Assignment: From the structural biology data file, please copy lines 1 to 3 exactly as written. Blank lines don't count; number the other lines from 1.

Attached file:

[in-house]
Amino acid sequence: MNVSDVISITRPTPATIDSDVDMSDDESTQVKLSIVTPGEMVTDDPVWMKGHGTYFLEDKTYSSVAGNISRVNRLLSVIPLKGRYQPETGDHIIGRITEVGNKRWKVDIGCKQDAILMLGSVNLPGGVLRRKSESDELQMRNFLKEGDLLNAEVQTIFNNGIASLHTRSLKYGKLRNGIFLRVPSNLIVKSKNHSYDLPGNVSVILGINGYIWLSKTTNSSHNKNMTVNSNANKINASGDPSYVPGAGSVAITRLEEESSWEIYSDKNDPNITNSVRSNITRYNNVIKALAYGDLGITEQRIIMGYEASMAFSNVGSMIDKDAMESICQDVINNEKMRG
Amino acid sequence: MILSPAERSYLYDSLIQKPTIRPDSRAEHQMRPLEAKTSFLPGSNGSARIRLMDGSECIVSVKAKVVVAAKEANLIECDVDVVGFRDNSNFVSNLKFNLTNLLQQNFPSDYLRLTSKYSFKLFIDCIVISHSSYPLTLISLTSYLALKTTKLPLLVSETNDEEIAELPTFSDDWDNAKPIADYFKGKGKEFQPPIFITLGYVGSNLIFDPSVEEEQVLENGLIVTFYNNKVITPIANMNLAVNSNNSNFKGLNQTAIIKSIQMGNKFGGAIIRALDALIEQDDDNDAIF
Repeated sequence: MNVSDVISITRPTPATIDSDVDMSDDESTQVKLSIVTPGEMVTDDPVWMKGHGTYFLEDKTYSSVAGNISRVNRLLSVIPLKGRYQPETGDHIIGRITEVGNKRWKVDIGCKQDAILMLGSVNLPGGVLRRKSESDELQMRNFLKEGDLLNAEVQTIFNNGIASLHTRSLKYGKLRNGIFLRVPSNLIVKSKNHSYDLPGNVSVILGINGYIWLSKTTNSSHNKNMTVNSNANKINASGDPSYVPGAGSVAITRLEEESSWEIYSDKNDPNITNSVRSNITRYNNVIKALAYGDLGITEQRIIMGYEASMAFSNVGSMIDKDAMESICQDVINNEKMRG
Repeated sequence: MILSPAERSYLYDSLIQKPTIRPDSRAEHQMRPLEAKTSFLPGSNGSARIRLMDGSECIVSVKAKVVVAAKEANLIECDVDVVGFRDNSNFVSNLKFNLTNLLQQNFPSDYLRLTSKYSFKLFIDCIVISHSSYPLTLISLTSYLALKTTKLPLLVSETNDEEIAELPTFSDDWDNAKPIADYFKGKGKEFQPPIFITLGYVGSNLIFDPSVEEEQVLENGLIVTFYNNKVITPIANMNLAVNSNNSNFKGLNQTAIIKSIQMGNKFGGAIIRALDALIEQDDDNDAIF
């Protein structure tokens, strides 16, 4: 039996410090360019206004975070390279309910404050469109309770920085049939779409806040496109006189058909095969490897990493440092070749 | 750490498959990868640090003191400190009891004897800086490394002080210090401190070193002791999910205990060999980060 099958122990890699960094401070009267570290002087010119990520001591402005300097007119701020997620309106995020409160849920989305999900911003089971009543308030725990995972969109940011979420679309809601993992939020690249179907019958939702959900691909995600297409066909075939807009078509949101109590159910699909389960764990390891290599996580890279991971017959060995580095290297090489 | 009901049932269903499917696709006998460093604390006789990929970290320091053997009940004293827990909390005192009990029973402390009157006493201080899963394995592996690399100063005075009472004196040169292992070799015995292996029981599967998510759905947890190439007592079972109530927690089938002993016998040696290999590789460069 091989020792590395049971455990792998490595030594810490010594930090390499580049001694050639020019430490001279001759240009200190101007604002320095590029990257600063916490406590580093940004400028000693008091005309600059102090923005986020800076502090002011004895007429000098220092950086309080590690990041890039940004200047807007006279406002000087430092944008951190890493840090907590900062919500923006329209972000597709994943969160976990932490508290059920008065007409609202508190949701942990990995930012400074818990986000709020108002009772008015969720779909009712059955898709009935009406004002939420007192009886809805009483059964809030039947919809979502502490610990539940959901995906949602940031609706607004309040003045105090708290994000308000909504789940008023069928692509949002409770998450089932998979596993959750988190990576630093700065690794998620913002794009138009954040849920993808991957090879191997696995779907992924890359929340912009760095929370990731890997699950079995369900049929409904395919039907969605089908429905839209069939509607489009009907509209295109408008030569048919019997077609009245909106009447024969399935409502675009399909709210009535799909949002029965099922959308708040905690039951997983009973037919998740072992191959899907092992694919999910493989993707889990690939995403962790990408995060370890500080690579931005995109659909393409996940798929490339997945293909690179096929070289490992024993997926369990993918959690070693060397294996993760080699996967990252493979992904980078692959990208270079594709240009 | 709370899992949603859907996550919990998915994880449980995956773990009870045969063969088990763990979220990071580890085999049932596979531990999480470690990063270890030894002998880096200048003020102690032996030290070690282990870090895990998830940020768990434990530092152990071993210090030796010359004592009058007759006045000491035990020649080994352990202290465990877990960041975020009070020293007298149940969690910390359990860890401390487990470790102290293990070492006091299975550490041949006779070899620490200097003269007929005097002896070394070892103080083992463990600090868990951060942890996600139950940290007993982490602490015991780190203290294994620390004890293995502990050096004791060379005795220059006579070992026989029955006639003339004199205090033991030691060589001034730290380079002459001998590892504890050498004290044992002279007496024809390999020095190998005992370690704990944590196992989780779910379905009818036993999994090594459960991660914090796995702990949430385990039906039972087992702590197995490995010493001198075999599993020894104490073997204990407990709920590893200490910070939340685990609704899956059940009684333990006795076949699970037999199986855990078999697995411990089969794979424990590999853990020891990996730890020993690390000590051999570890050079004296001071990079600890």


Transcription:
[in-house]
Amino acid sequence: MNVSDVISITRPTPATIDSDVDMSDDESTQVKLSIVTPGEMVTDDPVWMKGHGTYFLEDKTYSSVAGNISRVNRLLSVIPLKGRYQPETGDHIIGRITEVGNKRWKVDIGCKQDAILMLGSVNLPGGVLRRKSESDELQMRNFLKEGDLLNAEVQTIFNNGIASLHTRSLKYGKLRNGIFLRVPSNLIVKSKNHSYDLPGNVSVILGINGYIWLSKTTNSSHNKNMTVNSNANKINASGDPSYVPGAGSVAITRLEEESSWEIYSDKNDPNITNSVRSNITRYNNVIKALAYGDLGITEQRIIMGYEASMAFSNVGSMIDKDAMESICQDVINNEKMRG
Amino acid sequence: MILSPAERSYLYDSLIQKPTIRPDSRAEHQMRPLEAKTSFLPGSNGSARIRLMDGSECIVSVKAKVVVAAKEANLIECDVDVVGFRDNSNFVSNLKFNLTNLLQQNFPSDYLRLTSKYSFKLFIDCIVISHSSYPLTLISLTSYLALKTTKLPLLVSETNDEEIAELPTFSDDWDNAKPIADYFKGKGKEFQPPIFITLGYVGSNLIFDPSVEEEQVLENGLIVTFYNNKVITPIANMNLAVNSNNSNFKGLNQTAIIKSIQMGNKFGGAIIRALDALIEQDDDNDAIF